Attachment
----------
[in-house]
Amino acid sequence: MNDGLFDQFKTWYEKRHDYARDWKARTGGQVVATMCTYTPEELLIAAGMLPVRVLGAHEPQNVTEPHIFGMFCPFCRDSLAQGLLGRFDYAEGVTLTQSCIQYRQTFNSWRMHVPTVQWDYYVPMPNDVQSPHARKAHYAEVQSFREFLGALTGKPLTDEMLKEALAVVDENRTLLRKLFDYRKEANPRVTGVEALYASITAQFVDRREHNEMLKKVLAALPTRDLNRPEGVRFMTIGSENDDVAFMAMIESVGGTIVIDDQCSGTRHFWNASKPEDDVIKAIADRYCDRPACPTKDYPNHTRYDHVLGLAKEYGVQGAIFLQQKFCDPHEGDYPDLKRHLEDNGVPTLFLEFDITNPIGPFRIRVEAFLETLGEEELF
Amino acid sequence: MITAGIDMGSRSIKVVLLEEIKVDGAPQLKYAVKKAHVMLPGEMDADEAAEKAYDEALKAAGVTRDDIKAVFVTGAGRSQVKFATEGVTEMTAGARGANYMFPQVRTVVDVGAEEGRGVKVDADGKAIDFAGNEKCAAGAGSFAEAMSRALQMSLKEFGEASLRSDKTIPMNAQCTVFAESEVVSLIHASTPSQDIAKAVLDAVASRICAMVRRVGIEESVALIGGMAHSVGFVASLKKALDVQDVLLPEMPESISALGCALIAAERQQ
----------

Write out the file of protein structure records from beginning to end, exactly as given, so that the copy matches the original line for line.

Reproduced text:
[in-house]
Amino acid sequence: MNDGLFDQFKTWYEKRHDYARDWKARTGGQVVATMCTYTPEELLIAAGMLPVRVLGAHEPQNVTEPHIFGMFCPFCRDSLAQGLLGRFDYAEGVTLTQSCIQYRQTFNSWRMHVPTVQWDYYVPMPNDVQSPHARKAHYAEVQSFREFLGALTGKPLTDEMLKEALAVVDENRTLLRKLFDYRKEANPRVTGVEALYASITAQFVDRREHNEMLKKVLAALPTRDLNRPEGVRFMTIGSENDDVAFMAMIESVGGTIVIDDQCSGTRHFWNASKPEDDVIKAIADRYCDRPACPTKDYPNHTRYDHVLGLAKEYGVQGAIFLQQKFCDPHEGDYPDLKRHLEDNGVPTLFLEFDITNPIGPFRIRVEAFLETLGEEELF
Amino acid sequence: MITAGIDMGSRSIKVVLLEEIKVDGAPQLKYAVKKAHVMLPGEMDADEAAEKAYDEALKAAGVTRDDIKAVFVTGAGRSQVKFATEGVTEMTAGARGANYMFPQVRTVVDVGAEEGRGVKVDADGKAIDFAGNEKCAAGAGSFAEAMSRALQMSLKEFGEASLRSDKTIPMNAQCTVFAESEVVSLIHASTPSQDIAKAVLDAVASRICAMVRRVGIEESVALIGGMAHSVGFVASLKKALDVQDVLLPEMPESISALGCALIAAERQQ